This week we have a guest blogger, Peter Clark, partner with Heenan Blaikie’s Taxation Law Practice Group. In his post, Peter discusses the potential tax implications of condominium flips.
The Problem: We have heard that CRA is undertaking an “audit project” that is targeted at condominium flips. CRA is particularly interested in situations where the initial purchaser of the unit sells the unit without ever moving in or perhaps moves in for a short period of time and then sells the unit. In either case, CRA will likely argue that the unit did not qualify as a “capital property” or as the purchaser’s “principal residence”. If CRA is successful in denying capital treatment or principal residence treatment, then 100% of the flip profit is subject to tax as ordinary income. CRA can also impose penalties and arrears interest if you profited from the transaction and did not report it on your tax return.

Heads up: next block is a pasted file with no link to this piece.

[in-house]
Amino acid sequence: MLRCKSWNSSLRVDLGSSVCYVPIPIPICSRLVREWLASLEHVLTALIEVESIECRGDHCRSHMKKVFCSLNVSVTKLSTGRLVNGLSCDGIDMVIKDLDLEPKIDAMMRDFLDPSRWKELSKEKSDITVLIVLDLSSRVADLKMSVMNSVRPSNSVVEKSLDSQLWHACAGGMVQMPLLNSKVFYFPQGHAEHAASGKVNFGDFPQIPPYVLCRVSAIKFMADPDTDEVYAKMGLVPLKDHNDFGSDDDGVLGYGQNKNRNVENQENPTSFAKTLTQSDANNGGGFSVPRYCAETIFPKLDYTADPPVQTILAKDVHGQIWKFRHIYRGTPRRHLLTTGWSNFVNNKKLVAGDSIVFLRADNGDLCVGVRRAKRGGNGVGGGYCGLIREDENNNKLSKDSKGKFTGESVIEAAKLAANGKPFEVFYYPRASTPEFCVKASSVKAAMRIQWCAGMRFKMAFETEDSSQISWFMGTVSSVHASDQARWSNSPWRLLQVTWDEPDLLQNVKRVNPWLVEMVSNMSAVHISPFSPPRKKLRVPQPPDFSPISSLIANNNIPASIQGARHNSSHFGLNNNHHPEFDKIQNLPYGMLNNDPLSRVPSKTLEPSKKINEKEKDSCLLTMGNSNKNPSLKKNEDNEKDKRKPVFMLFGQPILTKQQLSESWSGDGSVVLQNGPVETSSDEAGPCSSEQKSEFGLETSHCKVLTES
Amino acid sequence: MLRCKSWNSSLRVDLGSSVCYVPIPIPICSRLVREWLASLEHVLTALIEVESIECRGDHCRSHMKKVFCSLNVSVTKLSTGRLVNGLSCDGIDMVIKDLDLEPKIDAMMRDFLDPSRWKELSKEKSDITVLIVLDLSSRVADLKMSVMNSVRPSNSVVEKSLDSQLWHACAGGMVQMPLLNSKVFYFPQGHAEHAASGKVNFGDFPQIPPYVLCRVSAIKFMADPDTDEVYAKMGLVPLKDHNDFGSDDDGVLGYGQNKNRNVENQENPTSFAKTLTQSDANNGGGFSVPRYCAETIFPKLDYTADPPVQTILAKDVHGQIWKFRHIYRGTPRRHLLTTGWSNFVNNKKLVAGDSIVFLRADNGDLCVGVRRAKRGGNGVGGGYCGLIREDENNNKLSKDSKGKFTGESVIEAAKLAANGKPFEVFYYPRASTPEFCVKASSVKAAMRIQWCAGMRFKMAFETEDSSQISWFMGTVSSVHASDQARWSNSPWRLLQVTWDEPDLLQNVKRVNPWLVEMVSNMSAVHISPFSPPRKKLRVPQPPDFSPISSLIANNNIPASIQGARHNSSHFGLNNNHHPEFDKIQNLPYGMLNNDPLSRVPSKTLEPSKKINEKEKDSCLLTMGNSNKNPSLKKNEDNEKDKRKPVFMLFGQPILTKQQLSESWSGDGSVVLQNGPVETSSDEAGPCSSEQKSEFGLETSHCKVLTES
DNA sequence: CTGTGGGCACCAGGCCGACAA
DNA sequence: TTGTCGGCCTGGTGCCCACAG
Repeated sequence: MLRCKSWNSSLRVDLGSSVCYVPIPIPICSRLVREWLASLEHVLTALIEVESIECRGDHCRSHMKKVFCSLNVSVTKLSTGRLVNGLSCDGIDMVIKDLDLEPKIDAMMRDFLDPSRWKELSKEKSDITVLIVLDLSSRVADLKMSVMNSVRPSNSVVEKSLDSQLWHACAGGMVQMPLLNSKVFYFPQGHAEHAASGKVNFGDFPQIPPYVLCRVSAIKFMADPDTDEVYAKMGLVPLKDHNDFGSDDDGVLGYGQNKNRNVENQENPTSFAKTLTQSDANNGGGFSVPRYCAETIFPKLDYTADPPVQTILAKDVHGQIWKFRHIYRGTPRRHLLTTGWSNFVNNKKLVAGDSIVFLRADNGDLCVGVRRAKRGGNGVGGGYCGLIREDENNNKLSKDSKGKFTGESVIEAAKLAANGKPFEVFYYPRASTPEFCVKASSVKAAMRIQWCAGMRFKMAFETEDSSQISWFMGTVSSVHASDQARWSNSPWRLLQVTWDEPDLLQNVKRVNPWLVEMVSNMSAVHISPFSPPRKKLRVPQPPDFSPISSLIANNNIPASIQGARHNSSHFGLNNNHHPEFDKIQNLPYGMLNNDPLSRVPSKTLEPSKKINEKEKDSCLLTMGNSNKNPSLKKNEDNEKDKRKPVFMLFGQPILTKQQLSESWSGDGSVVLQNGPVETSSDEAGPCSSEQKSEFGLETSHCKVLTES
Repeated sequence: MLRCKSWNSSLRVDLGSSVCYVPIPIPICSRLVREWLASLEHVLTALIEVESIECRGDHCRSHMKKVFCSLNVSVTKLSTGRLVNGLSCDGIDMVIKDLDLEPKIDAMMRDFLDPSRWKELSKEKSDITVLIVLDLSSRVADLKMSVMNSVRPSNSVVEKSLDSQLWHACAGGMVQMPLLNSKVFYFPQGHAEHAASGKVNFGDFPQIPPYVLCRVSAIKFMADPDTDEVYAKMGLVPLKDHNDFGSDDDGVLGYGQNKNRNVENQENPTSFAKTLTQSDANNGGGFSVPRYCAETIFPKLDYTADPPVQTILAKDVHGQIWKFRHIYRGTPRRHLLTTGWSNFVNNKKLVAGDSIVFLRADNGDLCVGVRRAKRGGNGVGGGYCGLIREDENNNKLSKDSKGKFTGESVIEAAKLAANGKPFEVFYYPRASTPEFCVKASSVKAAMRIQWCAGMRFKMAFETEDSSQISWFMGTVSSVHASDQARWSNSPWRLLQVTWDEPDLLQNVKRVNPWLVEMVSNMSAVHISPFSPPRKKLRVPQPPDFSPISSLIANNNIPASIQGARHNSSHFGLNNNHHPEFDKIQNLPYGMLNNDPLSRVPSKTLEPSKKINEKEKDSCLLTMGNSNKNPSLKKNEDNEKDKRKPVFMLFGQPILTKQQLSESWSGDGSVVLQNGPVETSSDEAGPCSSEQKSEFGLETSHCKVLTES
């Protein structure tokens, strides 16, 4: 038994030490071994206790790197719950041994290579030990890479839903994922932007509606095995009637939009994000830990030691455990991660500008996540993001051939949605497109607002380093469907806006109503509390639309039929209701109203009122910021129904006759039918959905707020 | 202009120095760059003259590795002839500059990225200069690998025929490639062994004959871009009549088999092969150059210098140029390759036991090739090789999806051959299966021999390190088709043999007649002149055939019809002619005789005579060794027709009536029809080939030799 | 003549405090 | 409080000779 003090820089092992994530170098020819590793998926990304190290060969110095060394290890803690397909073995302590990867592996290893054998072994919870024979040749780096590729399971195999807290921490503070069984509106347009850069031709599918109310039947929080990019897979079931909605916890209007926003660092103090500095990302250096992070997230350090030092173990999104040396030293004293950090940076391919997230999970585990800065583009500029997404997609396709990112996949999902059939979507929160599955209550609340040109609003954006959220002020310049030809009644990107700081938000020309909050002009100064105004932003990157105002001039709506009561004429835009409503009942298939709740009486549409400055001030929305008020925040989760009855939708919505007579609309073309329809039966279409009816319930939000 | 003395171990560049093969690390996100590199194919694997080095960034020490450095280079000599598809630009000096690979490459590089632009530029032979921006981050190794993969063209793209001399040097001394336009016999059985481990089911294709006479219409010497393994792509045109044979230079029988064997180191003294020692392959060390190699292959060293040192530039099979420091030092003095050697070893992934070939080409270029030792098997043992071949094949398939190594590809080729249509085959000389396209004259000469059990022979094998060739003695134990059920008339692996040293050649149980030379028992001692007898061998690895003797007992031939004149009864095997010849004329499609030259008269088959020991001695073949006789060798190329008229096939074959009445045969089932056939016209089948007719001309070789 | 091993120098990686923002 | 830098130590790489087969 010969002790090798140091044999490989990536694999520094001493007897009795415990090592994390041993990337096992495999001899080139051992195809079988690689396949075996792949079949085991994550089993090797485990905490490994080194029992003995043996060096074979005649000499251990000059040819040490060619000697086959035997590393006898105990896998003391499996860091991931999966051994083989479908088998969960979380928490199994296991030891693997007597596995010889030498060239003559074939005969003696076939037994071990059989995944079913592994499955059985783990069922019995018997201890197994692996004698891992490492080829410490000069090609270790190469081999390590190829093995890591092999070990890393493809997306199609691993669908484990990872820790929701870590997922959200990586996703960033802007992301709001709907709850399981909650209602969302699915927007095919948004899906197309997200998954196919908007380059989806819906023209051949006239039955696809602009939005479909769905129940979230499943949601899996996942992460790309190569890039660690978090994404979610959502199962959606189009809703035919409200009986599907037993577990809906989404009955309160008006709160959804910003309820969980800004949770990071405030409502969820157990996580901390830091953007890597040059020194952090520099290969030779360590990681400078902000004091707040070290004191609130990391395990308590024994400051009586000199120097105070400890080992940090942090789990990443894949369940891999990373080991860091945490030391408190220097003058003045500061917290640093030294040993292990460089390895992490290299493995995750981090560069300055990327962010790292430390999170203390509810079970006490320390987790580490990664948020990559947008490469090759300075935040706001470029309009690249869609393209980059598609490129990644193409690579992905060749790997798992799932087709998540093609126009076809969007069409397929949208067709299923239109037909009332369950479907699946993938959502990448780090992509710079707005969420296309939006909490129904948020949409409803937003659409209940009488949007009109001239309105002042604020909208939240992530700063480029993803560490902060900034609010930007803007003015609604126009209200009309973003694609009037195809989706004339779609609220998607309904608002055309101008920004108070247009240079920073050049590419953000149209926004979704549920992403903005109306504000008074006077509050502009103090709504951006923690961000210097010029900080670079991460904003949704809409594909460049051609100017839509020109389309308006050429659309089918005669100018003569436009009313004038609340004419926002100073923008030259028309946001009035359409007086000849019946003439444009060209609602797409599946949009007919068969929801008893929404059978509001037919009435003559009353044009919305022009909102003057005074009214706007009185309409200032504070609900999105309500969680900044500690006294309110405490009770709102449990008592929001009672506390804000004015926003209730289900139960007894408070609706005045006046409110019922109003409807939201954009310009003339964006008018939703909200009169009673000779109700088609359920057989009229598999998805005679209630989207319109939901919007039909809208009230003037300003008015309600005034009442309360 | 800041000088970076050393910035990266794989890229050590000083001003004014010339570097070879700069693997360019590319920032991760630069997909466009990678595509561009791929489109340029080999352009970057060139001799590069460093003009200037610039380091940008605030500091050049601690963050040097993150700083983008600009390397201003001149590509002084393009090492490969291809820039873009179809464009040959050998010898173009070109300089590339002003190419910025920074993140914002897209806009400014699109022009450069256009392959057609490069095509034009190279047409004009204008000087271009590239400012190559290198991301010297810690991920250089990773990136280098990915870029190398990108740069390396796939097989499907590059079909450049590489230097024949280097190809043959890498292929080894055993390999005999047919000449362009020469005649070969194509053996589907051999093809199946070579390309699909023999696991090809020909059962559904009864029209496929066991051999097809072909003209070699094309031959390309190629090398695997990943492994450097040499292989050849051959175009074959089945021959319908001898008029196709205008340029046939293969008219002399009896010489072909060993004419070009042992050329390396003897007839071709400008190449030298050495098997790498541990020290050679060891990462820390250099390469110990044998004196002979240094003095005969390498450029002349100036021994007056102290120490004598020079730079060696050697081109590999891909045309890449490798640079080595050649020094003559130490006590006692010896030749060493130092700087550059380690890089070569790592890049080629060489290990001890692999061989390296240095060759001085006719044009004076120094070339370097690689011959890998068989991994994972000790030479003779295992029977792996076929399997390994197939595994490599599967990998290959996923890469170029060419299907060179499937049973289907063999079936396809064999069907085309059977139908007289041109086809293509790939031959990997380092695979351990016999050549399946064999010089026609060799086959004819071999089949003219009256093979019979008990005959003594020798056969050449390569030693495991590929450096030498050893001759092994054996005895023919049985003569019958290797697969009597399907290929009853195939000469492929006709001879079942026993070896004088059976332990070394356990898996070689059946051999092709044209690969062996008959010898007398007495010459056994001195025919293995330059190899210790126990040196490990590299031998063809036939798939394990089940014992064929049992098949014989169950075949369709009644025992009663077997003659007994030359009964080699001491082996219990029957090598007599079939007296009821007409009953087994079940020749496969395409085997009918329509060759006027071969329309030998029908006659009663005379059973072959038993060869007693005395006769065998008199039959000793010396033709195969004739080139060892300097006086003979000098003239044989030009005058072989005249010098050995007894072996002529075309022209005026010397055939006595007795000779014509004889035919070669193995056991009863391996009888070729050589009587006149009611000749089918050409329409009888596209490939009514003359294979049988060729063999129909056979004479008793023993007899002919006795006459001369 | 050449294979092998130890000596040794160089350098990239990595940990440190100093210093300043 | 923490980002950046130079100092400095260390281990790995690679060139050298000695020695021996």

Quick flips can also create HST problems. You can lose the HST new housing rebate that you may otherwise have been entitled to.
Damage Control: Taxpayers who realized taxable income on an unreported condominium flip may be able to make a voluntary disclosure to CRA. This will avoid penalties, but not tax and arrears interest. Click here to visit the CRA website.